Washington Report on Middle East Affairs, September 2015, pp. 58-59

Human Rights

Palestinian Refugees in Syria: Before and After the Civil War


The Palestine Center in Washington, DC hosted a June 22 panel to discuss the current state of Palestinian refugees in Syria. Both panelists were born and raised in Damascus’ Yarmouk refugee camp: Nidal Bitari founded the Palestinian Association of Human Rights in Syria, and Wesam Sabaaneh is founder and director of the Jafra Foundation, which focuses on the youth and development in Palestinian refugee camps in Syria, Lebanon and Turkey.

When Americans think of refugee camps, they often think of tents, explained Bitari, now senior programs manager for the organization People Demand Change. This was not the case in Yarmouk or the 11 other Syrian camps which were home to the 500,000 Palestinian refugees who fled during the 1948 Nakba and subsequent wars. These camps were the hubs of Palestinian heritage, a source of amazing culture, according to Bitari.

Before the Syrian civil war there were more than 800,000 people living in the largest camp, Yarmouk, only 160,000 of them Palestinians, according to Bitari. It had a thriving middle class population and was dubbed “the capital of the diaspora.” In fact, according to Bitari, Yarmouk had the greatest number of highly educated Palestinian refugees and was the headquarters for diaspora Palestinian civil society until the Yarmouk Camp crisis began in December 2012.

Today, about 18,000 people live in Yarmouk, which is under the control of ISIS. Ever since the bloody civil war began in 2011, the Syrian government, specifically the foreign minister, has targeted Palestinian refugee camps, according to both Bitari and Sabaaneh. The majority of camps in Syria have been completely destroyed, with possibly only two or three functioning camps left, Bitari said. He described a major camp near Aleppo where “there is not one Palestinian left.” If this continues, Bitari warned, it will be the end of Palestinian refugees, their rights, and their culture in Syria.

“We feel that there are some Israeli fingers in the camp,” Bitari said. “I don’t know if it’s a conspiracy theory or something, but we feel it since the Syria crisis started! Twelve camps inside of Syria, the majority [of them] are completely destroyed...Until now, we don’t know why both sides, the regime and opposition, are targeting these camps. We feel that they want to erase the camps for good, geographically, I mean.”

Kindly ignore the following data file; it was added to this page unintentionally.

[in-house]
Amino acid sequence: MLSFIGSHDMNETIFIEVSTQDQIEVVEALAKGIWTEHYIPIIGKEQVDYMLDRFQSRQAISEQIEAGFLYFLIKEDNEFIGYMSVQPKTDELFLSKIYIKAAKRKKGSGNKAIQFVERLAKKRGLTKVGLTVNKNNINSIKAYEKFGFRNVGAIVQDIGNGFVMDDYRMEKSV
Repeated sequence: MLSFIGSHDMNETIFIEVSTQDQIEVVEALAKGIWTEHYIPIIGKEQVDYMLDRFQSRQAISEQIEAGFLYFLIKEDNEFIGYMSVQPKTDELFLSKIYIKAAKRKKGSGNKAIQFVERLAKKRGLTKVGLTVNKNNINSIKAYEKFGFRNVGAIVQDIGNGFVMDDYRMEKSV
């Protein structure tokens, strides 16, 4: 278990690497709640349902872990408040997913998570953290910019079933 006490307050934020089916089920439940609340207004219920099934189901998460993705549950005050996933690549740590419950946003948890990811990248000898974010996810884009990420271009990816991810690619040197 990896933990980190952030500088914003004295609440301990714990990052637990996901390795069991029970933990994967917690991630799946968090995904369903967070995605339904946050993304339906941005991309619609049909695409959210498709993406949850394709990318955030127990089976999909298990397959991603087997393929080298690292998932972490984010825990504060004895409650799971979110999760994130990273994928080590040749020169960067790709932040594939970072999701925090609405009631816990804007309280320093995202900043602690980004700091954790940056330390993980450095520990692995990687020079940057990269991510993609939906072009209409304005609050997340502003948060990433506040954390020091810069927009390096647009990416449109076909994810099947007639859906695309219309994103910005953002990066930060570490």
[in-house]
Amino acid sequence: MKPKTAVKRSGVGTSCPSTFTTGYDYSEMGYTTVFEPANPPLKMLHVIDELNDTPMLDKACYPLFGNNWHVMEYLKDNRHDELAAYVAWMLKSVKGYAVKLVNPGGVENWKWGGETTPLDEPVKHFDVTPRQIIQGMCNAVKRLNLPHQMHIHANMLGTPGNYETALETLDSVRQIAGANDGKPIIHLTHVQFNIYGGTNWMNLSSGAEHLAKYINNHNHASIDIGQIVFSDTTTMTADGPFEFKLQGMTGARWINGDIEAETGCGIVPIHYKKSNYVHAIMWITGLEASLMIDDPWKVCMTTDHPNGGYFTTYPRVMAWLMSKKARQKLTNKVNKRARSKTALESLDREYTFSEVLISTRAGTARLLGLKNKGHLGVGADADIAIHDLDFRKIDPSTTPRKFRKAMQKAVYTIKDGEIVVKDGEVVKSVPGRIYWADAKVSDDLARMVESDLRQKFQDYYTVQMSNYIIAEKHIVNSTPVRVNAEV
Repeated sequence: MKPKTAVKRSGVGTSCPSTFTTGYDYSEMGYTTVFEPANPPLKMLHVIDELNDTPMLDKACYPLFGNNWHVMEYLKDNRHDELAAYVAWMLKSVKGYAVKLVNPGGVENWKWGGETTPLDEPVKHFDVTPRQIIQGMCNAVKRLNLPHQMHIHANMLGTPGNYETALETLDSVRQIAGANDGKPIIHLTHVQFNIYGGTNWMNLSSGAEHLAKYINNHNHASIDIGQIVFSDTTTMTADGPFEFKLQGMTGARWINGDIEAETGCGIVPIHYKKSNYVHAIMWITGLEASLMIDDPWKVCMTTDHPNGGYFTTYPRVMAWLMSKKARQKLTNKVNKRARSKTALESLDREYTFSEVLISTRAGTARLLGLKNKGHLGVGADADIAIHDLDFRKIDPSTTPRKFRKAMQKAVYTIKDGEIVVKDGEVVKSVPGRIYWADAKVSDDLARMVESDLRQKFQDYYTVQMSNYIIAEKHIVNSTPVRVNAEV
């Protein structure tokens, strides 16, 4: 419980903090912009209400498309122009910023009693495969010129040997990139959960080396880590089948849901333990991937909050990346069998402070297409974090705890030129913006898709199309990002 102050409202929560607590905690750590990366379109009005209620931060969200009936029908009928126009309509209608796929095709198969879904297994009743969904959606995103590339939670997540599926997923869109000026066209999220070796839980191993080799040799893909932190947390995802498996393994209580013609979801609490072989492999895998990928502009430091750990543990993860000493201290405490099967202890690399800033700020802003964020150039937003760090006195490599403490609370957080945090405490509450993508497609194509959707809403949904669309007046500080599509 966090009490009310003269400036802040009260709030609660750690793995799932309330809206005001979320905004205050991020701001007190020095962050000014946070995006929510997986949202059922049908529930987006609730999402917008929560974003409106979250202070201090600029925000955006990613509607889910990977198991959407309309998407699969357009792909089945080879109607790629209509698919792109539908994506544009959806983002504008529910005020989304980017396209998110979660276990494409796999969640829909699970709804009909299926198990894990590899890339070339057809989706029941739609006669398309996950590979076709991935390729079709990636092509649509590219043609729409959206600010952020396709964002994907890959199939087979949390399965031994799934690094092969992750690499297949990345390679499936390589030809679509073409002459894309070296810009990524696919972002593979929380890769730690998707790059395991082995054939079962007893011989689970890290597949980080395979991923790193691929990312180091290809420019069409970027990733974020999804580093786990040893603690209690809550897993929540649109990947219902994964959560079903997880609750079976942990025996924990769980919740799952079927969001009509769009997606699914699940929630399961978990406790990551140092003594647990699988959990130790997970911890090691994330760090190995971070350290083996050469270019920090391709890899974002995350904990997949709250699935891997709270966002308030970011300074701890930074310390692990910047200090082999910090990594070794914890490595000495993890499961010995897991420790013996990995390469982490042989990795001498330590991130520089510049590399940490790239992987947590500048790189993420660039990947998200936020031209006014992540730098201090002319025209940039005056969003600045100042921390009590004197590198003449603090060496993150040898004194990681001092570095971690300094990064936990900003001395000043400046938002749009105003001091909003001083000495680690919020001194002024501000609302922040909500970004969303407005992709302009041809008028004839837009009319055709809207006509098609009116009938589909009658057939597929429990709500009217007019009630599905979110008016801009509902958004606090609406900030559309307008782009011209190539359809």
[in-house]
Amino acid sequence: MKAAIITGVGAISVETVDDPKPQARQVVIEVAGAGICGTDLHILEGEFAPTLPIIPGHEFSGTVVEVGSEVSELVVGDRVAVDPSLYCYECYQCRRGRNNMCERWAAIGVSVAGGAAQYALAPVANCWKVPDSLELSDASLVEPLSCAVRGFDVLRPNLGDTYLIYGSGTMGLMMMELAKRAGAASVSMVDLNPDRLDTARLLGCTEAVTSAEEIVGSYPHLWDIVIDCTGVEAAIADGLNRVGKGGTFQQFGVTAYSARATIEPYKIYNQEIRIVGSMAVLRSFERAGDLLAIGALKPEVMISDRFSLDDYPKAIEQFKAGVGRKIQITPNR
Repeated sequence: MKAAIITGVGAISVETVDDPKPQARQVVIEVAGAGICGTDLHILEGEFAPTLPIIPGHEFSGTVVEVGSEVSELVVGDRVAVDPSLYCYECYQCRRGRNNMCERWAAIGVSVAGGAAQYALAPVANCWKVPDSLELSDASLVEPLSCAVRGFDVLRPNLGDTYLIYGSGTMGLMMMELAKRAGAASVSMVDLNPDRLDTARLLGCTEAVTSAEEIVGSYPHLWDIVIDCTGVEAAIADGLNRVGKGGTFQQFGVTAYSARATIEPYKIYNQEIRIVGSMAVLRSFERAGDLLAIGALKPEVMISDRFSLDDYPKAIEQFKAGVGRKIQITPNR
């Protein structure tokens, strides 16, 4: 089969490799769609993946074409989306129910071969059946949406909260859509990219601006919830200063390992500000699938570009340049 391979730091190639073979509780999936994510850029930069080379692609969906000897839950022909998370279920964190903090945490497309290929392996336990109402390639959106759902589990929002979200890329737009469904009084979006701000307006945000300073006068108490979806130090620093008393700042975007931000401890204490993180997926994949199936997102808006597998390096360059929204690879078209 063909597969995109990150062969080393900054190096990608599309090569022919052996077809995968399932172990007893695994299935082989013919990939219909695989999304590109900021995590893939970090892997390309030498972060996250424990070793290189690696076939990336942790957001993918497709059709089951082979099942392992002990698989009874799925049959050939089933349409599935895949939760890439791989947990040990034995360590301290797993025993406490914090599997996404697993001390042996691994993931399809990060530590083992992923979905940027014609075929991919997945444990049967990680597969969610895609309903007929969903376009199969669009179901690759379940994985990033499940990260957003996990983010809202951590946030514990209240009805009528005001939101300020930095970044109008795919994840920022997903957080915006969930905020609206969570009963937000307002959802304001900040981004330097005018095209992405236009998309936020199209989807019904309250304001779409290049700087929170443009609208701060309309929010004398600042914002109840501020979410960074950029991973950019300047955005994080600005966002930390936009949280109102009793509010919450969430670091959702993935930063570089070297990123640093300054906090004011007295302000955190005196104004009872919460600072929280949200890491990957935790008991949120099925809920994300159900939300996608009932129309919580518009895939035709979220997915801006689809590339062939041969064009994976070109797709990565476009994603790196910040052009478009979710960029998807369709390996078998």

Refugees in the Yarmouk camp have been living under siege for more than two years, he reported, trapped between pro-Assad and opposition forces. There is nowhere to flee, Bitari explained, because Jordan and Lebanon have closed their borders to Palestinian refugees, and Egyptian authorities have detained hundreds of Palestinian refugees in the Karmouz prison in Alexandria.

Europe has given Palestinians humanitarian asylum, especially Germany and Sweden. “The Yarmouk camp was completely transferred from Damascus to Sweden,” Bitari said.

Many Syrian refugees have tried to reach Europe by sailing in “boats of death” across the Mediterranean, affirmed Sabaaneh. Refugees, who typically pay thousands of dollars for the dangerous journey, have a 50 percent chance of dying at sea, he continued. It is believed that 7,250 Palestinians refugees have died in these boats, Bitari added.

Sabaaneh’s Jafra Foundation works in five different areas in Syria trying to provide waste management, education for 13,000 children, and food distribution and hygiene aid to more than 3,000 families a month. Describing the deplorable conditions in Yarmouk, Sabaaneh said that there is no medicine, electricity, education, garbage collection, or sewage system. Hundreds of people, mainly children and the elderly, have died of malnutrition.

After a year without water, residents of Yarmouk have to travel more than two hours, risking death from sniper fire, to receive a gallon of water that does not even meet acceptable drinking standards. “I know children in Yarmouk camp who are three years old. They’ve never seen a banana. They’ve never seen a chicken,” Sabaaneh said. “I saw a child one month ago and gave him a banana. ‘What is this?’ he asked me.”

The situation in Yarmouk is indescribable, declared Sabaaneh. The reality is much too difficult and horrible for words, photos or even videos to convey. It is “inhumane, unfair, and unjust” and a shame for the international community, Arabic countries, and Palestinians everywhere.

Audience members asked the panelists how they could provide assistance to Yarmouk and the other camps. Besides providing donations, Sabaaneh replied, advocacy is greatly needed. Tell everyone you know about what is happening to Palestinian refugees in Syria, he urged: “Raise the voice [of the Palestinian refugees].”

             —Erin Quinn


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1983, Lebanon, U.S. Embassy bombed, 63 killed. Months later, Marine Barracks bombed, 241 killed.

1987, Cassie accepts a job teaching Shakespeare at a private academy near Princeton, to forget memories of her late husband killed at the barracks.

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